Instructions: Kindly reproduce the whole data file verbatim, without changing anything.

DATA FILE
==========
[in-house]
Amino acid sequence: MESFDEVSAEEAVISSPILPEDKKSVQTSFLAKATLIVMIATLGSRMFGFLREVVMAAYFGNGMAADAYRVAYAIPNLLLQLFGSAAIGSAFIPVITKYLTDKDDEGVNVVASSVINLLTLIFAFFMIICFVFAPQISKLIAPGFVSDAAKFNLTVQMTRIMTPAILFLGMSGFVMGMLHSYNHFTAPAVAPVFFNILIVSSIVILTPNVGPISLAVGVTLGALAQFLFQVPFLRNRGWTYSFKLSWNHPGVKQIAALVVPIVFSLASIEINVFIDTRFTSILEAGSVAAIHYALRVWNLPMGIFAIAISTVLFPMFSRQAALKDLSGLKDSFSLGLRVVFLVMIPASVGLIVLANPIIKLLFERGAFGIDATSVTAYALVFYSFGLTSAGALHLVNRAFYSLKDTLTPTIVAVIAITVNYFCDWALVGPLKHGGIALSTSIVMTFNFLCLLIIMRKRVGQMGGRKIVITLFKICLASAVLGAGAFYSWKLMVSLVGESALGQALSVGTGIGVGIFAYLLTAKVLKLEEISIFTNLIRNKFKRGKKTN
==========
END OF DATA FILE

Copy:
[in-house]
Amino acid sequence: MESFDEVSAEEAVISSPILPEDKKSVQTSFLAKATLIVMIATLGSRMFGFLREVVMAAYFGNGMAADAYRVAYAIPNLLLQLFGSAAIGSAFIPVITKYLTDKDDEGVNVVASSVINLLTLIFAFFMIICFVFAPQISKLIAPGFVSDAAKFNLTVQMTRIMTPAILFLGMSGFVMGMLHSYNHFTAPAVAPVFFNILIVSSIVILTPNVGPISLAVGVTLGALAQFLFQVPFLRNRGWTYSFKLSWNHPGVKQIAALVVPIVFSLASIEINVFIDTRFTSILEAGSVAAIHYALRVWNLPMGIFAIAISTVLFPMFSRQAALKDLSGLKDSFSLGLRVVFLVMIPASVGLIVLANPIIKLLFERGAFGIDATSVTAYALVFYSFGLTSAGALHLVNRAFYSLKDTLTPTIVAVIAITVNYFCDWALVGPLKHGGIALSTSIVMTFNFLCLLIIMRKRVGQMGGRKIVITLFKICLASAVLGAGAFYSWKLMVSLVGESALGQALSVGTGIGVGIFAYLLTAKVLKLEEISIFTNLIRNKFKRGKKTN